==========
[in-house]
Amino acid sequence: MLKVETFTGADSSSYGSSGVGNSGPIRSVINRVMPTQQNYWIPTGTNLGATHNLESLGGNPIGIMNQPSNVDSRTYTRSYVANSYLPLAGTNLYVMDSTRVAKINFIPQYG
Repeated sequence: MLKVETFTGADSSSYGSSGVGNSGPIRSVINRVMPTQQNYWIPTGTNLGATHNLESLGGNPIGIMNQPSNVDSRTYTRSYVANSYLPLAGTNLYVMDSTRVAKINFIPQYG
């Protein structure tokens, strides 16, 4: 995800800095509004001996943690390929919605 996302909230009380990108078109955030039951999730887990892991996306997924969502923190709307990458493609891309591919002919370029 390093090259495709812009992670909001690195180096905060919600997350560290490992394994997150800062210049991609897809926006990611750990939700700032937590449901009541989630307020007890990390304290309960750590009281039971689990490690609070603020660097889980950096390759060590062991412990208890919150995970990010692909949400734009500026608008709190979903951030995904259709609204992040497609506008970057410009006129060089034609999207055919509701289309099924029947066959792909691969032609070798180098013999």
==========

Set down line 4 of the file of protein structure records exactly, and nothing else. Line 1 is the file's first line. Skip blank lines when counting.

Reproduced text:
């Protein structure tokens, strides 16, 4: 995800800095509004001996943690390929919605 996302909230009380990108078109955030039951999730887990892991996306997924969502923190709307990458493609891309591919002919370029 390093090259495709812009992670909001690195180096905060919600997350560290490992394994997150800062210049991609897809926006990611750990939700700032937590449901009541989630307020007890990390304290309960750590009281039971689990490690609070603020660097889980950096390759060590062991412990208890919150995970990010692909949400734009500026608008709190979903951030995904259709609204992040497609506008970057410009006129060089034609999207055919509701289309099924029947066959792909691969032609070798180098013999």